First dairy farmer VFF president

13 Jul, 2014 04:00 AM
Alex pictured on the front page of Stock & Land in 1989.
I guess my makeup is really to fight for my fellow farmer - and for the region.
Alex pictured on the front page of Stock & Land in 1989.

STOCK & Land has featured plenty of agri-political faces over the years, including the first dairy farmer president of the Victorian Farmers Federation, Alex Arbuthnot.

The night before Mr Arbuthnot was elected as president of the Victorian Farmers Federation (VFF), he admitted he tore his speech up into pieces.

"I still remember the night before the election," he said.

"I've never hesitated to stand up for what I believe is right and take the consequences if you lose.

"I decided to rip up my speech and give a speech from the heart."

As vice president in 1989, he was persuaded to stand and won, taking over from the first female VFF president at the time, the late Heather Mitchell - a woman he still describes as a great leader.

The decision to stand not only won him the election, but marked the beginning of a long agri-political career.

Twenty-five years later, Mr Arbuthnot still plays a big role at the group.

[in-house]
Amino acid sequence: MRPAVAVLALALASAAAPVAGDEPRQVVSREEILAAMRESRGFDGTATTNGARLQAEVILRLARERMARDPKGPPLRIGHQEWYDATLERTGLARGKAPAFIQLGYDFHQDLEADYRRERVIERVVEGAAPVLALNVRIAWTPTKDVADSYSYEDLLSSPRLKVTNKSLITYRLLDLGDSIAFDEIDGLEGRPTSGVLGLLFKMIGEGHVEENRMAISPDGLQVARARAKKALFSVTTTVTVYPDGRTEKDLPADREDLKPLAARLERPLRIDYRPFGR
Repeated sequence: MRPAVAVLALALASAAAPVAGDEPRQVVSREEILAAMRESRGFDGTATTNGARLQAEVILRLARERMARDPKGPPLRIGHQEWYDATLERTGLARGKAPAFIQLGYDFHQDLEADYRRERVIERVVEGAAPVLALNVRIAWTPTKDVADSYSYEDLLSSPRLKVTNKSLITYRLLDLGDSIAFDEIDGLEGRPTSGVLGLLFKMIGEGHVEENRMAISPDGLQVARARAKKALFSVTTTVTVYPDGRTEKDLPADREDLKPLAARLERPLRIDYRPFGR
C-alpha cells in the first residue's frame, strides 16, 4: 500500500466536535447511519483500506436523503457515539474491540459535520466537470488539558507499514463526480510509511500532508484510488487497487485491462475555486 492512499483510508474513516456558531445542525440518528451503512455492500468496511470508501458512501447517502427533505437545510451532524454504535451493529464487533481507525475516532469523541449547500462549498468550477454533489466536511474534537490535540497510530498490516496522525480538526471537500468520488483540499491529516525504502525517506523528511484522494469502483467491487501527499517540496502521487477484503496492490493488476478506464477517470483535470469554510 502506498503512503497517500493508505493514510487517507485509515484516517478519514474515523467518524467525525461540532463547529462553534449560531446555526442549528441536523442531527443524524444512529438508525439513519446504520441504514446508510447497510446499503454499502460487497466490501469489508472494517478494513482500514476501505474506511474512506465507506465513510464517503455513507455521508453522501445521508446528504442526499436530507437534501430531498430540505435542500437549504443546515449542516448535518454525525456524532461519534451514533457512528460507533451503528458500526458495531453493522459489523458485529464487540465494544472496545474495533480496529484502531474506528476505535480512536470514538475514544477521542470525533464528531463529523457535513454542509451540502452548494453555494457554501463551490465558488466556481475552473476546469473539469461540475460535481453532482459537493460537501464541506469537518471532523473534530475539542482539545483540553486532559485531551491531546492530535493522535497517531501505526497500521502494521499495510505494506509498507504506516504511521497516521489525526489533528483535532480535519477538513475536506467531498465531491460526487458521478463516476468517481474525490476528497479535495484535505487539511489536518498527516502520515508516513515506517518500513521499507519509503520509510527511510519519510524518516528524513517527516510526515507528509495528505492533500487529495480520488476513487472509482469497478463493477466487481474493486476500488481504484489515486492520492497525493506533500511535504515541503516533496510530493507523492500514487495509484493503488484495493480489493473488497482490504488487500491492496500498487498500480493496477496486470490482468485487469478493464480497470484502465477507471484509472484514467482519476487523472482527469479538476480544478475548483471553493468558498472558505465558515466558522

While many of his fellow colleagues - who have stepped into the hot seat at the VFF - have successfully made the transition to politics, Mr Arbuthnot said his interest was always with farming.

Former VFF presidents include the current Victorian Agriculture Minister Peter Walsh, Federal Member for Mallee Andrew Broad and the Victorian Member for Rodney, Paul Weller - to name just a few.

Mr Arbuthnot says he is often asked why he didn't tread the same path.

"I guess my makeup is really to fight for my fellow farmer - and for the region," he said.

"That's what has always driven me.

"But I have never aspired to politics. I am strong policy person and would like to think VFF policies are strong enough to stand up on their own merit in parliament."

Breaking the mould for the traditional VFF president, Mr Arbuthnot is remembered as the first dairy farmer president for the lobbying group (pictured above on the front page of the Stock & Land).

"I guess the pastoral group was really the backbone of the VFF at the time," he said.

"The dairy industry was seen as the 'Cinderella' industry."

But he said past United Dairy Farmer of Victoria (UDV) president Bill Pyle had really helped to shape the industry, and also pave the way for a dairy farmer VFF president.

Recounting his time at the organisation, Mr Arbuthnot summed it up as very "hands-on".

"If there was an issue in rural Victoria, I always went out there and saw it," he said.

Many protests were held by the VFF in the 80s and early 90s.

"I don't know if it was a more turbulent time, but we certainly led the protests," he said.

He said protests were also a good way to capture the attention of the Government, and bring about media publicity.

Newspapers, such as Stock & Land, were also important in spreading the word of the VFF.

Mr Arbuthnot said he developed solid relationships with many journalists of the time.

Penning a 'VFF president's report' on a weekly basis for the Stock & Land, he considered it as an important task.